What do you find interesting about the ways in which Margaret Atwood presents relationships between men and women? In “The Handmaid’s Tale”, Atwood continually streeses the importance of intimacy, tenderness and love, in its many guises. Considering Atwood is a feminist writer who creates a patriarchal dystopia, one might expect the book to have a rather an aggressive attitude towards men, but In “The handmaid’s Tale” Margaret Atwood explores the interaction between men and women, paticularly within heterosexual relationships.
The most significant relationship within Offred’s life is undoubtedly that with Luke, the central protagonist’s lover, husband and father to her child. Through the use of flashback, Atwood creates a picture of domestic happiness and the reader is led to believe that the two were very happy together. As the novel progresses, Atwood juxtaposes the present of the novel, a dystopian vision of a modern tyranny and the past, Offred’s life in contemporary society. It is her role as mother and wife that offred remembers fondly, evoking mmories of her life with Luke and the loving memories they shared.
The contrast clearly emphasises both the loving domesticity in which Luke and offred lived and the loneliness of Life in Gilead where relationships are not permitted for handmaids. During the flashbacks to the past Offred evokes memories of incidents which suggest that Offred and Luke did not have an entirely equal relationship It is the relationship between offred and the commander which is explored in the most depth, as the reader is given access to lots of the dialogue between the two.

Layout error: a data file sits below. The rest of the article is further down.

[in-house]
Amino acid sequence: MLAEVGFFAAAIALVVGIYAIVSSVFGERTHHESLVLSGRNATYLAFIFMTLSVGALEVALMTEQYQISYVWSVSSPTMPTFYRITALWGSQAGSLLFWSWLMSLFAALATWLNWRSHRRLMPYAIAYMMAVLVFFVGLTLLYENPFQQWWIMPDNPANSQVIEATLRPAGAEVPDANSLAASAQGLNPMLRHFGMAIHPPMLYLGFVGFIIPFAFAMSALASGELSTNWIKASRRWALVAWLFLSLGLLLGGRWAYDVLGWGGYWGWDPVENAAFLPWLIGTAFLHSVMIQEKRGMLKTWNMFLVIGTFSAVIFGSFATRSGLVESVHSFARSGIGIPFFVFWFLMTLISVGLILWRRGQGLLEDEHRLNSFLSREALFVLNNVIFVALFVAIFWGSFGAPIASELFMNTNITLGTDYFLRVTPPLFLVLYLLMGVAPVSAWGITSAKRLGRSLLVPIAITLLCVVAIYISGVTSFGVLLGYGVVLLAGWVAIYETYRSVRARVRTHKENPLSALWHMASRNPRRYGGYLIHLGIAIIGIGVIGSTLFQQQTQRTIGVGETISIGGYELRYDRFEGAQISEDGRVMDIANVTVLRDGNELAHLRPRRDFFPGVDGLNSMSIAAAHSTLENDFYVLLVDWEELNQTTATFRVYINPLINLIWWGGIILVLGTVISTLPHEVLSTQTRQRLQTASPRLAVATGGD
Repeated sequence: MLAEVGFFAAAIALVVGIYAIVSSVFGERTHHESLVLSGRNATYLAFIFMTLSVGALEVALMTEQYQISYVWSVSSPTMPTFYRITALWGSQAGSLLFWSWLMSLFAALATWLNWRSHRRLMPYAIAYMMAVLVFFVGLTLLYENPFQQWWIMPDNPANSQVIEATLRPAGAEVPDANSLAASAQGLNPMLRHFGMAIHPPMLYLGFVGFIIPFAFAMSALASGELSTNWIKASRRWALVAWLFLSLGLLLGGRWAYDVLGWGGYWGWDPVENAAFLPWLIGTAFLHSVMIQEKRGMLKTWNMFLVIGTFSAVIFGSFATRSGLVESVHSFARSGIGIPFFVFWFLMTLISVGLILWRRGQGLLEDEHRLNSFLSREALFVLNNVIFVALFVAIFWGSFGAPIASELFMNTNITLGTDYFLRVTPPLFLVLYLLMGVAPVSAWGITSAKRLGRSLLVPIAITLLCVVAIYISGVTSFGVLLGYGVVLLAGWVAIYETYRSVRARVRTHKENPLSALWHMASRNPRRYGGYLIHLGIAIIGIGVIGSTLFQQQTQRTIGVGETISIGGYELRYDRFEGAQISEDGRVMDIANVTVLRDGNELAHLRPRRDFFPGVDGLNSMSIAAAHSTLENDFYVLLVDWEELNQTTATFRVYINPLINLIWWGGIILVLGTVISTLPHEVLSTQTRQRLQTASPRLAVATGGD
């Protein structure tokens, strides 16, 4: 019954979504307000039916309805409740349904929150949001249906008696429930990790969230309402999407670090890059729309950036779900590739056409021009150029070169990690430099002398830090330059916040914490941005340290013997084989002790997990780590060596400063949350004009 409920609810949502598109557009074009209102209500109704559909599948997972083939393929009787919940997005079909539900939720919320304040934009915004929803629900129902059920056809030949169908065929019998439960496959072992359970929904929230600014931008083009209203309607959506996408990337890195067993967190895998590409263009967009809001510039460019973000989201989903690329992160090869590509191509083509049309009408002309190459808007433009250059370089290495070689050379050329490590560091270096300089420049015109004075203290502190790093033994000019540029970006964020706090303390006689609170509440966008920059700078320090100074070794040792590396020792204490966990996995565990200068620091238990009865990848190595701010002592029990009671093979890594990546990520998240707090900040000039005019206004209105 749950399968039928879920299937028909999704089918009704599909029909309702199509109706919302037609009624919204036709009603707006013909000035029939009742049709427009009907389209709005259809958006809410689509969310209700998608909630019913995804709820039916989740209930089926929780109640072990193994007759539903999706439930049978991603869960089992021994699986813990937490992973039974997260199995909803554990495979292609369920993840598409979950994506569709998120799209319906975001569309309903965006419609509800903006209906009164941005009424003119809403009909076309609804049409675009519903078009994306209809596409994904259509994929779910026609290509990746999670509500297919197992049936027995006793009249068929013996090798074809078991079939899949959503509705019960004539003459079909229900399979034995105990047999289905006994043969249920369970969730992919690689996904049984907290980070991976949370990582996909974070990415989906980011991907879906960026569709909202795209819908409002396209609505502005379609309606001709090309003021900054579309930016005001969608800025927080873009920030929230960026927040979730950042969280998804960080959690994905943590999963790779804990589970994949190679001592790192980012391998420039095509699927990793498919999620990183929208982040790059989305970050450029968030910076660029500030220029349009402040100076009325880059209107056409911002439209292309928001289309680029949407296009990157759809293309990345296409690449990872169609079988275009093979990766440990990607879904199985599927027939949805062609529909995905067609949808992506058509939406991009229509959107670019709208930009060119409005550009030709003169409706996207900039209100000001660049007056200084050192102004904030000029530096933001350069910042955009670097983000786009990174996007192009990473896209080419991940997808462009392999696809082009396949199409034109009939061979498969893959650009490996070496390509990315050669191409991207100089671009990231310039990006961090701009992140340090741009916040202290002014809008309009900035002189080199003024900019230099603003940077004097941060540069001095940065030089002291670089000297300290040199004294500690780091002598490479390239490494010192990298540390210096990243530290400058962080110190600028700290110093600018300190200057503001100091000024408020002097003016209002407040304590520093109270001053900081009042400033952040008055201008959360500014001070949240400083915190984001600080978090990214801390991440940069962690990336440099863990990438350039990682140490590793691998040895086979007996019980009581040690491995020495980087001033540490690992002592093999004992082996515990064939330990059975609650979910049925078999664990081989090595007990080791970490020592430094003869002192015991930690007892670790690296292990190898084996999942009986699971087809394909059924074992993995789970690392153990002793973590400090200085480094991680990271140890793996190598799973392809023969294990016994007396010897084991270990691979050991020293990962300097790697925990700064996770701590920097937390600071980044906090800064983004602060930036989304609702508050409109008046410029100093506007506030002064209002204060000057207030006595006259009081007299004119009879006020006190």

It is ironic that considering the status of each of the two, we see that Offred is able o gain a lot of the power within the relationship, she even goes as far to reprimand him for trying to touch her during the ceremony and then says herself, “we were on quite different terms by now”. However, throughout the novel Offred’s attitude towards the commander fluctuates, she thinks of him as both a peron for whom she can have affectionate feelings and a figure of authority, of whom she must be wary.
The turbulent nature of their realtionship reflects the constant power battle which Atwood suggests is inherrent in heterosexual relationships within sexist cultures. This issue is explicitely raised by Moira when she tells Offred that sex is only an equal “even Stephen” act within homosexual relationships, this may well be a reference and avocation of the infamous feminist slogan, “the personal is political”. Offred’s relationship with the Commander is contrasted with her relationship with Nick, who is a less powerful figure.
Ofrfred develops very strong feelings for nick, at points in the novel it appears that their relationship only consists of sex. In the novel sex is equated with both freedom and power, ffred certainly derives a greater sense of self and strength and from her relationship with Nick. Even in Gilead, where life is regimented and circumscibed, Offred and Nick still find each other and risk their lives to see each other. One of thre sub themes of the novel is that no matter how hard one tries to control or restrict human relationships, people will reach out for each other, just as the women in the Red centre touched fingers.